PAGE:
TEMPORAL TEMPERATURE WARMING AND SETIMATION OF DIUNEL VARIABILITY FOR ENVIRONMENTAL AND EXOTIC HEALTH EFFECT
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Temporal Rising temperatures bring heat waves, spread disease, shift plant and animal habitat and cause extreme weather events, from drought to blizzards.It increases the risk of forest fires in western Siberia—and finds other hot spots threatened by higher air temperature on the Climate Hot Map. To document air temperature, scientists’ measure land surface temperatures a short distance above the ground at stations around the world. These researchers standardize the measurements by accounting for elevation, latitude, time of observation, and type of instrument, and then integrate the information to form a long-term record at a particular location. Scientists combine measurements of land surface temperatures and sea surface temperatures to calculate the global average temperature. They report this average as the difference from a historical base period. For example, NASA compares the global average temperature each year to a base temperature of roughly 57.2° F (14° C)—an average derived from several decades. Three major research centers regularly calculate the global average temperature. Although each center uses a slightly different technique, all the results show the same two trends. The first is that each of the last three decades has been hotter than the one before. The second is that the long-term average global temperature is rising.
Temperature warming is the gradual rise of the earth’s near-surface temperature over approximately the last hundred years. The best available scientific evidence—based on continuous satellite monitoring and data from about 2,000 meteorological stations around the world—indicates that globally averaged surface temperatures have warmed by about 0.3 to 0.6°C since the late nineteenth century. Different regions have warmed—some have even cooled—by different amounts. Generally, the Northern Hemisphere has warmed to a greater extent than the Southern Hemisphere, and mid to high latitudes have generally warmed more than the tropics. Since the advent of satellites, it has become possible for scientists to thoroughly monitor the earth’s climate on a global scale. To examine the historical climate record, however, scientists have to use earlier, sparser forms of measurement, such as long-standing temperature records and less exact “proxy” data, such as the growth of coral, tree rings, as well as information from ice cores, which contain trapped gas bubbles and dust grains representative of the climate in which they were deposited. The bubbles in these cores contain oxygen, particularly oxygen isotopes 180 to 160, which are sensitive to variations in temperature. From the ratio between these isotopes at varying ice depths scientists can reconstruct a picture of the temperature variations over time in specific locations. Greater measurement uncertainty surrounds the earlier parts of this record because of sparse coverage (especially in ocean regions). Despite this uncertainty, the balance of scientific evidence confirms that there has been a discernable warming over the last century.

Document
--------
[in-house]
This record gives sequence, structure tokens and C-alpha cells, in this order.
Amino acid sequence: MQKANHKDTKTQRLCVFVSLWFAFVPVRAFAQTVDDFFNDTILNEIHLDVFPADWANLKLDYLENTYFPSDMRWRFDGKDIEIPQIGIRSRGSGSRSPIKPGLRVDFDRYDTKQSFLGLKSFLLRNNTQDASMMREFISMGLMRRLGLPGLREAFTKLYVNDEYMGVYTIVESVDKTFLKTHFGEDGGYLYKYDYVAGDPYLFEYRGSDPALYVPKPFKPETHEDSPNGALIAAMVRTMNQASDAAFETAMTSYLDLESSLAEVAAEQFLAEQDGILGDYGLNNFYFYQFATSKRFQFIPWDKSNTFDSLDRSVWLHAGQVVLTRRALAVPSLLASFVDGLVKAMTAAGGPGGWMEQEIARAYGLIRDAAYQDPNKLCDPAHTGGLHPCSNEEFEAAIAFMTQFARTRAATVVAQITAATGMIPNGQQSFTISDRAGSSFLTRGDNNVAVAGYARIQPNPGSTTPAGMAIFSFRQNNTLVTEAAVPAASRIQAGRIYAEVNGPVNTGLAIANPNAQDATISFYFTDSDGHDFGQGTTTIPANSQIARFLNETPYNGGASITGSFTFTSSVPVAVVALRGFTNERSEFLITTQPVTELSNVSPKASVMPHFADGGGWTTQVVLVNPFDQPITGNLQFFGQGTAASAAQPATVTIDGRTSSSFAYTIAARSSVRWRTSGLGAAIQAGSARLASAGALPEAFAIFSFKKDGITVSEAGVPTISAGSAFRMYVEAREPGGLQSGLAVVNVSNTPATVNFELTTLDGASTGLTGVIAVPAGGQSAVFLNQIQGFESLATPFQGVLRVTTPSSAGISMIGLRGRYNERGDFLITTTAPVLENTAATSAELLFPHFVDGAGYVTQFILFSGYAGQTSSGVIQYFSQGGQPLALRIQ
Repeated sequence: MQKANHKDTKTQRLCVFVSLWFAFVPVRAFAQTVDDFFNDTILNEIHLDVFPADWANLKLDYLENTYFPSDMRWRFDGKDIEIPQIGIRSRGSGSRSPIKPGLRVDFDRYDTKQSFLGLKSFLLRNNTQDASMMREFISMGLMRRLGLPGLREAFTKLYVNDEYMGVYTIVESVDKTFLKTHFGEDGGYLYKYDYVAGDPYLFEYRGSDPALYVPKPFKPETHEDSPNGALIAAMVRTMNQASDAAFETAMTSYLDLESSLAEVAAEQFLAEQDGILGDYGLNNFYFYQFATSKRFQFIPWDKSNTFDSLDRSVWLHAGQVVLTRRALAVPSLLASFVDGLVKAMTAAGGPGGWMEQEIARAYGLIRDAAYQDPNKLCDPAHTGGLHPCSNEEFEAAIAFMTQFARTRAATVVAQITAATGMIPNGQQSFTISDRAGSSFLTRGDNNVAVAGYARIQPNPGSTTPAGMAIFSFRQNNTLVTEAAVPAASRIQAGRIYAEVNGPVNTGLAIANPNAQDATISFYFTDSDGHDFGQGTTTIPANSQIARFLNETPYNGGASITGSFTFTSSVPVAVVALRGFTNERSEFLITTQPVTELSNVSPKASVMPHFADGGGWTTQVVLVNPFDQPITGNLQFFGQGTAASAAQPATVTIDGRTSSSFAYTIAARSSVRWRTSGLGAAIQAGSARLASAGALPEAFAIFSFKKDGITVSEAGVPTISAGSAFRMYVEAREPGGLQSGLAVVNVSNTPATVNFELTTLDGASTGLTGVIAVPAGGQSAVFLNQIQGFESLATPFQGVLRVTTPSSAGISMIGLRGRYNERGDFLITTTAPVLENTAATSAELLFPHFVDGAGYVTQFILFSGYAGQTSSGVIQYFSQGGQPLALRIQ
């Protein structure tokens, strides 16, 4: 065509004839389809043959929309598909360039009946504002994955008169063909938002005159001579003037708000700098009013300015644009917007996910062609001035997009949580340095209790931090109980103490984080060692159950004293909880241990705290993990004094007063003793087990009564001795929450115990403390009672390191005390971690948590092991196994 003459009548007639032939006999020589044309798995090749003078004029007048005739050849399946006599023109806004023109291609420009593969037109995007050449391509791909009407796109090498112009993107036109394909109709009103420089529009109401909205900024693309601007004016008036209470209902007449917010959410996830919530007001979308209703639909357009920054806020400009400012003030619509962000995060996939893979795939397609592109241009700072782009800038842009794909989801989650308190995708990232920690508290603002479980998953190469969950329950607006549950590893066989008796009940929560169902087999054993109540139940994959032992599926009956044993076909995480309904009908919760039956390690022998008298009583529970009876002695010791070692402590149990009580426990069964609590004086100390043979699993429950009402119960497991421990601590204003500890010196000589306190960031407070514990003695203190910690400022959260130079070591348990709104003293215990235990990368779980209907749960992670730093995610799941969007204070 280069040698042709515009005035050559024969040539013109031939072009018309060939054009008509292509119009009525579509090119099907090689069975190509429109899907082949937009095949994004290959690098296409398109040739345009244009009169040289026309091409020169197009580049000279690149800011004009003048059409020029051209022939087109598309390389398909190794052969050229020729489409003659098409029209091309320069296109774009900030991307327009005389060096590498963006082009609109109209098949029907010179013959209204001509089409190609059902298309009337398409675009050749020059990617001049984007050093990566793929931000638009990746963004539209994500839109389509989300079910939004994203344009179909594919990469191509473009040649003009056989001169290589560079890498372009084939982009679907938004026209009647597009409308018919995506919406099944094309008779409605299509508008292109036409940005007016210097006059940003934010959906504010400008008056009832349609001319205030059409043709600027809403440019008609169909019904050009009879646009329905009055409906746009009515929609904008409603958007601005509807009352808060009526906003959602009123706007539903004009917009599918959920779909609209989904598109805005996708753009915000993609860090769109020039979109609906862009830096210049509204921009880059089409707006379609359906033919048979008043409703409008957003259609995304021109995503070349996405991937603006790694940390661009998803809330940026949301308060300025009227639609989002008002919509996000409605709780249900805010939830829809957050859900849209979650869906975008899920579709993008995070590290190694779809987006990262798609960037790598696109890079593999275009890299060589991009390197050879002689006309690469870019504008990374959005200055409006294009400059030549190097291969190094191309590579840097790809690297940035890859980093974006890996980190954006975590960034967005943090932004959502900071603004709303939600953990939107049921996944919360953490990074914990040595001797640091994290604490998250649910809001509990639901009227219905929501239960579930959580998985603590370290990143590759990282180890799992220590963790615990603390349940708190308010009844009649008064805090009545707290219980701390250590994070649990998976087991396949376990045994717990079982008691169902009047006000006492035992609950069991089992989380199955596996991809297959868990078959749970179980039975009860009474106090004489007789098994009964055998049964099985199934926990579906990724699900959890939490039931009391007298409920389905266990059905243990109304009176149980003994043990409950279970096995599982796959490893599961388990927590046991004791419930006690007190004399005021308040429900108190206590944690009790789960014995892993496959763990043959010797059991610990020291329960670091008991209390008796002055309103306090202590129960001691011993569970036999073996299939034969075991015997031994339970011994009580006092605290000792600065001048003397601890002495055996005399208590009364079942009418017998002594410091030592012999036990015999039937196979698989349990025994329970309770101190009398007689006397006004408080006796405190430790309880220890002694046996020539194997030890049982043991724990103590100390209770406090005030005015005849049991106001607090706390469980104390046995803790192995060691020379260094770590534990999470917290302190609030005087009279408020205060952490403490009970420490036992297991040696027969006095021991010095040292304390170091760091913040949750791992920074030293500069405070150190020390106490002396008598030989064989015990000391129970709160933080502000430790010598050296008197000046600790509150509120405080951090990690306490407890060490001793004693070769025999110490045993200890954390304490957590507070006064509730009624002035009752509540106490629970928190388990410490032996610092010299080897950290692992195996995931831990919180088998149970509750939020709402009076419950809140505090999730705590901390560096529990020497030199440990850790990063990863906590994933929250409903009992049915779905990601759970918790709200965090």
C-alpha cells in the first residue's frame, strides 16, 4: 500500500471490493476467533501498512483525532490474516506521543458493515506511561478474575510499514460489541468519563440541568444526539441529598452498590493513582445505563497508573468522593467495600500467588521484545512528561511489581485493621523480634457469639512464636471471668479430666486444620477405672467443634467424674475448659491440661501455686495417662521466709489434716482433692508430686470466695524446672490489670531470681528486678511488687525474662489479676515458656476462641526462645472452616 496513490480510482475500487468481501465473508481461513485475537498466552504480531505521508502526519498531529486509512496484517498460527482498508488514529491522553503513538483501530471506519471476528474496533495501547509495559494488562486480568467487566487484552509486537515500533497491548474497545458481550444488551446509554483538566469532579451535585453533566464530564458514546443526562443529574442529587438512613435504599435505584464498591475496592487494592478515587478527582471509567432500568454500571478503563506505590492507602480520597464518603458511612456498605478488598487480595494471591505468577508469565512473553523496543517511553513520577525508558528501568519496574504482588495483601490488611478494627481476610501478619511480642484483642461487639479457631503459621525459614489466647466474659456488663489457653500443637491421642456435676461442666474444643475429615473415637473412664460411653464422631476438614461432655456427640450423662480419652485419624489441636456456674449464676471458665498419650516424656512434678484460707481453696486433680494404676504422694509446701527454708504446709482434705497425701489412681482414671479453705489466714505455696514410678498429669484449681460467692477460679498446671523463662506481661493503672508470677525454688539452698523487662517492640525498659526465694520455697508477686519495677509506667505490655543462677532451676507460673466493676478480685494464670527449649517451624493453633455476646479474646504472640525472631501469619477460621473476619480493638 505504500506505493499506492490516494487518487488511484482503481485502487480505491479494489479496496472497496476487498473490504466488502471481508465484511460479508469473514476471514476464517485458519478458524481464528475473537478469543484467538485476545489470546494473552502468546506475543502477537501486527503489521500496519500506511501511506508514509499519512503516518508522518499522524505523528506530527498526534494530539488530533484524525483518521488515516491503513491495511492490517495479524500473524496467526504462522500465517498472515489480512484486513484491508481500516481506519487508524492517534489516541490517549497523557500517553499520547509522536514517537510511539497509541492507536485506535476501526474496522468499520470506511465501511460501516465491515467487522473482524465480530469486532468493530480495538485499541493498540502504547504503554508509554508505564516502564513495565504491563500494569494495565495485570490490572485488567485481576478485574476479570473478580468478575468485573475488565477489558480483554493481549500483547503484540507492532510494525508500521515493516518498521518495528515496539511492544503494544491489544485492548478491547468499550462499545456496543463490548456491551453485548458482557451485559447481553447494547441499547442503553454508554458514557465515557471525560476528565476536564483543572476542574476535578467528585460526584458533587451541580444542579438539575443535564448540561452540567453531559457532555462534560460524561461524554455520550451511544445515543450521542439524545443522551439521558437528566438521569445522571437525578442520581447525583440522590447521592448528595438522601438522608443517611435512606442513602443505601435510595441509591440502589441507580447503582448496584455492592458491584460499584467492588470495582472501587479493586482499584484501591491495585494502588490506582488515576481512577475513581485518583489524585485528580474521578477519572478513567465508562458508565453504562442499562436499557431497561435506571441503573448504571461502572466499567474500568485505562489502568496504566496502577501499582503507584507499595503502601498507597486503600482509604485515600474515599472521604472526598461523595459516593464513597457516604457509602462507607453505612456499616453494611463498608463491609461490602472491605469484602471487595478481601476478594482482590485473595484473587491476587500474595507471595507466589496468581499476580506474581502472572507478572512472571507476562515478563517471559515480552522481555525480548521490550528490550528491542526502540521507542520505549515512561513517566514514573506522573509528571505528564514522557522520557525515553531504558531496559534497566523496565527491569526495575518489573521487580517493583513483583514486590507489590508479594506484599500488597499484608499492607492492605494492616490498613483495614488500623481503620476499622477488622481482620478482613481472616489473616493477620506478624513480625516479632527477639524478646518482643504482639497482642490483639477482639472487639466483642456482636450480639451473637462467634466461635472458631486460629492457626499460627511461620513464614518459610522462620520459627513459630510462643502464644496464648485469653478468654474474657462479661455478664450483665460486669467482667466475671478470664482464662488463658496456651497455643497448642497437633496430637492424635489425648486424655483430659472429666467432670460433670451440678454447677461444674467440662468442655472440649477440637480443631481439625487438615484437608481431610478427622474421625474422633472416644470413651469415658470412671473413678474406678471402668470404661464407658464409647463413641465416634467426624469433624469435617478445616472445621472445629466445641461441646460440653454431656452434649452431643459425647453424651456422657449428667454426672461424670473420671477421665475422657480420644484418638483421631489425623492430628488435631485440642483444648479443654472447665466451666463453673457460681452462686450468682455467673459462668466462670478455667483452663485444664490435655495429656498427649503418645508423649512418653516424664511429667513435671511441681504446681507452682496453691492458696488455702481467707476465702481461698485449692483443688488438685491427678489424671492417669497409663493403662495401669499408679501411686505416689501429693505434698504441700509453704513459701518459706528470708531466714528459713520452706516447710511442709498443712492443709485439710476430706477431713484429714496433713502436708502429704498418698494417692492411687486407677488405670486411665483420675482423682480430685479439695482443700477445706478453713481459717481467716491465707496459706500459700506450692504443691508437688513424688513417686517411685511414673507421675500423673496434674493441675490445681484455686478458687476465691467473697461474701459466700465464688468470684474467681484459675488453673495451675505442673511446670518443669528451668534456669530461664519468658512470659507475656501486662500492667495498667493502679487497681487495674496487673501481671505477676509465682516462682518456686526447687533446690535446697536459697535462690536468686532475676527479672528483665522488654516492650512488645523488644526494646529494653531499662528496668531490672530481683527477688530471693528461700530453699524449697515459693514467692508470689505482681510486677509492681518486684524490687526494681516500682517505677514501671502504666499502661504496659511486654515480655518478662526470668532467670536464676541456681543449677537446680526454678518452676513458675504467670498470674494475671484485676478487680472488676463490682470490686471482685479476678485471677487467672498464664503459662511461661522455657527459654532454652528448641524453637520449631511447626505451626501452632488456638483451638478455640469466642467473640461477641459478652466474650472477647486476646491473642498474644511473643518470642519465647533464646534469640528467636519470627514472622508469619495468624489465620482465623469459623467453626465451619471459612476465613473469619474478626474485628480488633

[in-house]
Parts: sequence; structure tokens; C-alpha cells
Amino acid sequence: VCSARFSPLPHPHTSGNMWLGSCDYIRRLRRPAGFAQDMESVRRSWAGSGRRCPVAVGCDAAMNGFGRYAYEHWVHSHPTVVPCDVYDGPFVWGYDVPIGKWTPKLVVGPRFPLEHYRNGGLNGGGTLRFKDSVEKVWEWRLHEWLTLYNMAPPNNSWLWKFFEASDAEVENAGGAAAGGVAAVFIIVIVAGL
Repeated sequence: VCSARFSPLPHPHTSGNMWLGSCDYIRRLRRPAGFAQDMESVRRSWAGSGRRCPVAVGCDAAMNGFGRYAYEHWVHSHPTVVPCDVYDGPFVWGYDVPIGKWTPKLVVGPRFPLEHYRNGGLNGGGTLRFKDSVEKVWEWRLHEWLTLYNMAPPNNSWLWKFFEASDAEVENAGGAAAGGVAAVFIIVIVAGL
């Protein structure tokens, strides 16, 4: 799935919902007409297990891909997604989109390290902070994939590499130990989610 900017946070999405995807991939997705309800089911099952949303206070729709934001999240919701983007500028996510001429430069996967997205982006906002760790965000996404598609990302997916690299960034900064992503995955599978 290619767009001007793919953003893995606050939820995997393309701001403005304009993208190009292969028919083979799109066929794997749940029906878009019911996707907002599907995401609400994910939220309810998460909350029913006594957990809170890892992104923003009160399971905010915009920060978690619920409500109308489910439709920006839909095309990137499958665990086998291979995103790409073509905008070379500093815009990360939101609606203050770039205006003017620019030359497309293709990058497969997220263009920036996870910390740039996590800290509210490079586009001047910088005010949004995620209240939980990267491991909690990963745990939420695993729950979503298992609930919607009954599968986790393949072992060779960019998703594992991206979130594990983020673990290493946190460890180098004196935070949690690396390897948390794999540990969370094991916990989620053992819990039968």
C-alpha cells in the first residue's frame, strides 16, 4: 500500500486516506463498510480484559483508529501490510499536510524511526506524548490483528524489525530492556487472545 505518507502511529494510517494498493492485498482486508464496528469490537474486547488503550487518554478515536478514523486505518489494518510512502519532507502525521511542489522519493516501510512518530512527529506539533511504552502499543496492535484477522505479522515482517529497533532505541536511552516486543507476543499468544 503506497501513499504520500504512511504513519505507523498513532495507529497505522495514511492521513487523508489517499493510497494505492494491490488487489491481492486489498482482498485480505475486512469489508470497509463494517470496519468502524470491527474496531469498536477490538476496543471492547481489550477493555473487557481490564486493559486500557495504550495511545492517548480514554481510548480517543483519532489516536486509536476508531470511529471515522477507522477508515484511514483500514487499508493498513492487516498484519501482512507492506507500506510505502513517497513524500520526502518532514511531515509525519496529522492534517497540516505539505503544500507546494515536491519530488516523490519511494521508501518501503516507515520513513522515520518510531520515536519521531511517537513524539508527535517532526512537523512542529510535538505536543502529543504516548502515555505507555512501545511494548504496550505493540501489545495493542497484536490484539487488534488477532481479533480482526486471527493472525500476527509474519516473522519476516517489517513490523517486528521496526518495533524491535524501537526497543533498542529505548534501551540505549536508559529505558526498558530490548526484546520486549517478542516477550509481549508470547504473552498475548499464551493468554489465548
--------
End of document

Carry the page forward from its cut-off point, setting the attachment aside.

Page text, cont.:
1.2 AIM/OBJECTIVES OF THE STUDY
These days, there has been greater emphasis on Temperature warming and it severely affected almost all the physical and biological components of the Planet Earth. Apart from the climate change, biodiversity loss and wetland degradation are another important areas on which the impact of climate change are clearly visible. Thus urgent and serious attention is needed for these issues. Innovative ideas should come out for solving the existing problems and People’s participation should be encouraged for suitable activities in the areas of Temperature warming, Biodiversity and Wetlands.
This work was organized with the following aim and objectives:-
1. To identify the reasons for Temperature warming
2. To highlight the role of human activities for Temperature warming
3. To identify the impact of climate change on wetlands and biodiversity
4. To find out solutions for the existing problems in the area of biodiversity, wetlands and Temperature warming
5. To identify different activities carried out by the people all over the world. And the observed results/ benefits of those activities
1.3 CAUSES OF THE STUDY
Gases such as water vapor, methane, and carbon dioxide allow short-wave radiation from the sun to pass through to the surface of the earth, but do not allow long-wave radiation reflected from the earth to travel back out into space. This naturally occurring insulation process—dubbed the greenhouse
1.4 SOCIAL AND ECONOMIC EFFECTS OF THE STUDY
Temperature warming continues to affect the whole world causing numerous adverse social and economic consequences. For example, native people who are living in the high altitude areas are currently facing the harmful effects associated with global warming. The most unprotected or exposed continent with regards to climate change is Africa. Similarly, the developing nations are also in danger of succumbing to the effects of climate change, since developed nations have adequate means of fighting off any disaster. Certain areas like small islands and Arctic countries will be affected adversely if there is a temperature raise of as little as 4 degrees Celsius, whereas above 4 degree Celsius would probably affect the whole world.